One of those places is Peaceville Place, the dead-end street where Lori and Bob Guido have lived for the past 25 years.
The Guidos are cyclists, but they echo the concerns of many who live near Thomasville Road. The proposal to mingle bikes with pedestrians, other forms of transportation and cars traveling at least 45 mph make a recipe for disaster, they say.
“It has to do with safety,” said Bob Guido, who said he worked for years on various mult-iuse trails throughout the state, including the Miccosukee Greenway. “In my career, we would never work on a project like this because of safety issues because it just doesn’t fit.”
Criticism continues from those along the path
Once the project surfaced more recently and the CRTPA was moving toward developing final routes, larger neighborhoods like Betton and Waverly Hills became more active in the planning process. What the Guidos found as they walked and talked to their neighbors was a number of people didn’t know about the project.
They say the scoring criteria that landed the Thomasville Road pathway at the top of the CRTPA’s list are flawed.
It was done so based on poverty levels, vehicle access and age from the census blocks surrounding the proposed pathway. But they say it also used a census block near the Governor’s Mansion that is not within the proposed project area that significantly shifts the number of residents who live below the poverty line and don’t live in a house with access to a vehicle.
The data was applied to five categories, safety, multimodal, equity, connectivity and health, and assigned scores which were used to rank projects.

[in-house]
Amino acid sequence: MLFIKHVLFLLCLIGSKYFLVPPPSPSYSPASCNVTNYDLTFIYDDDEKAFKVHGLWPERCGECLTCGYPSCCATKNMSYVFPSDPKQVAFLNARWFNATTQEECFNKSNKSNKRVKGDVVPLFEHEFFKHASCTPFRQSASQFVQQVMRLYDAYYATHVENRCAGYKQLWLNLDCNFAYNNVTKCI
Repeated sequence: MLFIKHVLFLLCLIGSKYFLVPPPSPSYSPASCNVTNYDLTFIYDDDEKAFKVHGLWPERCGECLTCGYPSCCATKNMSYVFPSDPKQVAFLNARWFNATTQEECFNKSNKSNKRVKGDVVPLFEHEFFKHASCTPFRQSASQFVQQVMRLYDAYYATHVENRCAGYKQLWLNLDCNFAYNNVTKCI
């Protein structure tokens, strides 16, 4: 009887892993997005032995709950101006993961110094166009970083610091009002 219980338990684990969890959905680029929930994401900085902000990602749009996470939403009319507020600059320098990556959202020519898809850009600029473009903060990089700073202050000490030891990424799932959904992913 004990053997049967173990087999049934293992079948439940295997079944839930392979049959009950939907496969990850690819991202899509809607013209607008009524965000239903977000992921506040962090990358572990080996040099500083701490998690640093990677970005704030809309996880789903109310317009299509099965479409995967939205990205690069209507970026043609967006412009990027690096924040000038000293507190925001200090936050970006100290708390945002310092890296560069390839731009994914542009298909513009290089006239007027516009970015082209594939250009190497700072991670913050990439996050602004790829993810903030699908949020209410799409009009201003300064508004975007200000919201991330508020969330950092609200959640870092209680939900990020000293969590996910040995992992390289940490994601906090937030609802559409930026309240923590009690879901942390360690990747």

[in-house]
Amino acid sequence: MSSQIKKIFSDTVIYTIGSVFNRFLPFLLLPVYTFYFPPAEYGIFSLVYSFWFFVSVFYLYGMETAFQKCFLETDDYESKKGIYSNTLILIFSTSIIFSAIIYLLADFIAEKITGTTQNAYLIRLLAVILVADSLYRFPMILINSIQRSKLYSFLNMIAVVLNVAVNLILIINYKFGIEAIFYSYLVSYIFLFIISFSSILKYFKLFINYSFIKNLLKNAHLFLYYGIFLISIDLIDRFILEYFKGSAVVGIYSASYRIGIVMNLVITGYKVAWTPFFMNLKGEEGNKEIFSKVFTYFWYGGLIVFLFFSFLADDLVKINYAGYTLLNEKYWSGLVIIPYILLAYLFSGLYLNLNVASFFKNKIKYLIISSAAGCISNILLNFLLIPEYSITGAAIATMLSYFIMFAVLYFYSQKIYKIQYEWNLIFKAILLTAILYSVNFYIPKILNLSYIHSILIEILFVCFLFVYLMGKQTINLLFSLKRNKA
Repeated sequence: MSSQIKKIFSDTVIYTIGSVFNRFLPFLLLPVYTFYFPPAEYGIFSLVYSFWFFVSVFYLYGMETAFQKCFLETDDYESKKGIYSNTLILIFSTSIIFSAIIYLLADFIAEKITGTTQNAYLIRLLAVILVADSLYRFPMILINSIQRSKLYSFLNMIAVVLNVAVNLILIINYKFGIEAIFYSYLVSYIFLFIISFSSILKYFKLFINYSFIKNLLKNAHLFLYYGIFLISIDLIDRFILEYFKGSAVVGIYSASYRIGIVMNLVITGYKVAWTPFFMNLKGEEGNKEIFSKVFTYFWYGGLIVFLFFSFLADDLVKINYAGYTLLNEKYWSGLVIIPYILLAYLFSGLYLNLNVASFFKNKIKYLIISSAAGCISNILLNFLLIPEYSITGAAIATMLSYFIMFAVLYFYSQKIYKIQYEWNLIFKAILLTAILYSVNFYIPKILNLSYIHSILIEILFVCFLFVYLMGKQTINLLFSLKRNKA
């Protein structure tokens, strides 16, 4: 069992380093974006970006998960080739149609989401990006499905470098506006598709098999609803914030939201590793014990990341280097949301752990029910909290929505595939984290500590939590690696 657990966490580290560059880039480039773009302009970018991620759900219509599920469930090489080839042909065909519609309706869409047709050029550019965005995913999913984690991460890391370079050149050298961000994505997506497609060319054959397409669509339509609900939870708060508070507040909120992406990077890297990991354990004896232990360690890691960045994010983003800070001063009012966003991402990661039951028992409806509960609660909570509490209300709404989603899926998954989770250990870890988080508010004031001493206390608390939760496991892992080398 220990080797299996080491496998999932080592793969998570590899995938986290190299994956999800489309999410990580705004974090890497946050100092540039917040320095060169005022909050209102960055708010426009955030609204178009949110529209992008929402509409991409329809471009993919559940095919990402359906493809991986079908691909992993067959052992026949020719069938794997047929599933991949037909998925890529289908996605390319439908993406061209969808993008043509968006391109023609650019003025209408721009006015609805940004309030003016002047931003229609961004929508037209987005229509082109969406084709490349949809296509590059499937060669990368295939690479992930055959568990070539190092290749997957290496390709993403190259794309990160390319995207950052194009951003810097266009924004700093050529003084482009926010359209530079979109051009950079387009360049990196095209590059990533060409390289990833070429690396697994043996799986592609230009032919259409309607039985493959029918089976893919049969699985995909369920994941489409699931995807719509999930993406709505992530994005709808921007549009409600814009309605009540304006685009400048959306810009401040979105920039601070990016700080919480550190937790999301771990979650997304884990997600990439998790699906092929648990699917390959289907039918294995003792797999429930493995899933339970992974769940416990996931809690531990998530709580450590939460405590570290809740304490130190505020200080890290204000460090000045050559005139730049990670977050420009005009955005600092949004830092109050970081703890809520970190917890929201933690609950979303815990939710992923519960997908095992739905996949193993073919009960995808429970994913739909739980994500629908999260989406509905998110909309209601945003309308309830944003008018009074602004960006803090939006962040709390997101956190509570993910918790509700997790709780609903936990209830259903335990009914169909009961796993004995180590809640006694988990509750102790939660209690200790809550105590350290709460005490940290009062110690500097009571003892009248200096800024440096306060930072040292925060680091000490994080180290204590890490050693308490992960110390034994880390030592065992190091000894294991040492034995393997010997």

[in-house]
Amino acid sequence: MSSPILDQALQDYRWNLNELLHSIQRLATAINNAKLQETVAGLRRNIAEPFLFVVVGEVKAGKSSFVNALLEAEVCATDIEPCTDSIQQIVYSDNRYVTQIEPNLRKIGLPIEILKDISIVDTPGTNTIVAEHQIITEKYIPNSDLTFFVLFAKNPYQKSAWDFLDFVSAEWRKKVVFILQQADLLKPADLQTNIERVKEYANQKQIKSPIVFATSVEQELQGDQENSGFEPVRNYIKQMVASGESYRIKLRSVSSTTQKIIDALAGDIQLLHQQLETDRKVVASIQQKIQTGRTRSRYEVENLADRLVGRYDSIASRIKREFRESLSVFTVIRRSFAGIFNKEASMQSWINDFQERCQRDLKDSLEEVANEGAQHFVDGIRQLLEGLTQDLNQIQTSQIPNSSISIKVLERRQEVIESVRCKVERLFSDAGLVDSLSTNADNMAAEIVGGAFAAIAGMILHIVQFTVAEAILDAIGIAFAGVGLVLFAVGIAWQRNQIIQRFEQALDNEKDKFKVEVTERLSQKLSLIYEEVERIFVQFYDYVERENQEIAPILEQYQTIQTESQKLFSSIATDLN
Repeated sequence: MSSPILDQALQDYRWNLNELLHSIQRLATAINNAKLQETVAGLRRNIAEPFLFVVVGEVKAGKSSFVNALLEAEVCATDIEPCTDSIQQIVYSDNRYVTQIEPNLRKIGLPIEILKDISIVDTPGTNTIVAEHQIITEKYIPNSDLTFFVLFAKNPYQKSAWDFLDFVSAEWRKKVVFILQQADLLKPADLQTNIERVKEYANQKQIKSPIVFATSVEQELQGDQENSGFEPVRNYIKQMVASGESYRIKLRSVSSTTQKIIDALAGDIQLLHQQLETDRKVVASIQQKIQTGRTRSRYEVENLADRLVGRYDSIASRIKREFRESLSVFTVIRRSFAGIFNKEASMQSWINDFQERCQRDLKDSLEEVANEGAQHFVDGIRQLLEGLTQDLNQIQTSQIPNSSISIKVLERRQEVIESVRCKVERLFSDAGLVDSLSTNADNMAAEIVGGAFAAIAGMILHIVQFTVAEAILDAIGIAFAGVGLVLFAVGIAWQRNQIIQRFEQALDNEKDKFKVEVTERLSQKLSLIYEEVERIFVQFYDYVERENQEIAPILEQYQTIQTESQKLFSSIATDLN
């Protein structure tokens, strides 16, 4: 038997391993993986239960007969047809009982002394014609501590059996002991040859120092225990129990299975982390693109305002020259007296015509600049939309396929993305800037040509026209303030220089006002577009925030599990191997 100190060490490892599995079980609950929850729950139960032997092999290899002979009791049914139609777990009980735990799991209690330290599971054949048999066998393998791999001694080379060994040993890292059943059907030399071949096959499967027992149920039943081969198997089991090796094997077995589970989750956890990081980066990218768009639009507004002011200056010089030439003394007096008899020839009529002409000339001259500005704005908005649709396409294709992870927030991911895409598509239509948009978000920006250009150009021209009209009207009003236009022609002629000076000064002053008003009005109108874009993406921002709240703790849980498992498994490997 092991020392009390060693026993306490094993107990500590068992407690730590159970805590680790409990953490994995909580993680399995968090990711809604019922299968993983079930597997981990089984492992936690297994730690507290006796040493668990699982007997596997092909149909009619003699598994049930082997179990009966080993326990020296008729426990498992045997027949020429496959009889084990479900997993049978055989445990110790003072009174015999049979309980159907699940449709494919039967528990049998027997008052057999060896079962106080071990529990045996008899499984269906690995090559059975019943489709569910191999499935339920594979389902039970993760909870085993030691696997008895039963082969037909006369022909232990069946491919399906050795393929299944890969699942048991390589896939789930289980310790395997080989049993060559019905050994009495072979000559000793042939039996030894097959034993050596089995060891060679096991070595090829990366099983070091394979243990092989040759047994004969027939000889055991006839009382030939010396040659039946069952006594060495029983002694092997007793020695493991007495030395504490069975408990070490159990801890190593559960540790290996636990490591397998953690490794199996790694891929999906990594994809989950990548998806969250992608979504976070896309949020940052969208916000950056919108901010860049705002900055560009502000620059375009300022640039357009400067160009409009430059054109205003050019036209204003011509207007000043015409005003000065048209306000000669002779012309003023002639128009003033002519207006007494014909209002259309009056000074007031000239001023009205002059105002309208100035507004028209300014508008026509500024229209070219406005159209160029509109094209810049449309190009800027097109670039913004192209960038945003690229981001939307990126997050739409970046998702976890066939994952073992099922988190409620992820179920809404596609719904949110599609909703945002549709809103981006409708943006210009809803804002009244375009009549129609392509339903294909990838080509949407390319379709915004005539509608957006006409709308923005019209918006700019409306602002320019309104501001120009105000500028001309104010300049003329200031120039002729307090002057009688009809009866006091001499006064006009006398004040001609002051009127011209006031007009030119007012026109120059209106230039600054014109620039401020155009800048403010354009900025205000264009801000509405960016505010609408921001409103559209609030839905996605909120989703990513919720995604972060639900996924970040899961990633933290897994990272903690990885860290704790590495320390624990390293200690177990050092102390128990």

“The thought is that these neighborhoods along Thomasville Road have poverty and households without vehicles,” said Lori Guido.
She said the funding and efforts should be used where there is a serious need for transportation infrastructure for walkers and cycllists in places with no or poor sidewalks.
Staff identified 42 trees that are within the right-of-way along the path that may be impacted if the project is approved and moves into the design phase.
The list comprises mostly live oak trees, including one with a 70-inch diameter trunk, and includes five trees in poor health and one that is dead.
Slay said there are creative ways to keep trees once the path is designed, such as a meandering style to avoid them, but at this phase it was unclear how many if any would have to be removed.
Bob Guido said, in addition to concerns about crashes involving motorists, cyclists or pedestrians, he was concerned about maintaining the character of Thomasville Road.
“It’s not safe, No.1,” he said. “No. 2, this is the gateway into Tallahassee from the north and we have some sort of canopy. If you go north, it’s starting to look like Orlando with all the trees cut down. That’s how this side is going to look if the multiuse path goes through.”
Contact Karl Etters at firstname.lastname@example.org or @KarlEtters on Twitter.
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This article originally appeared on Tallahassee Democrat: Thomasville Road path proposed to avoid park; safety worries remain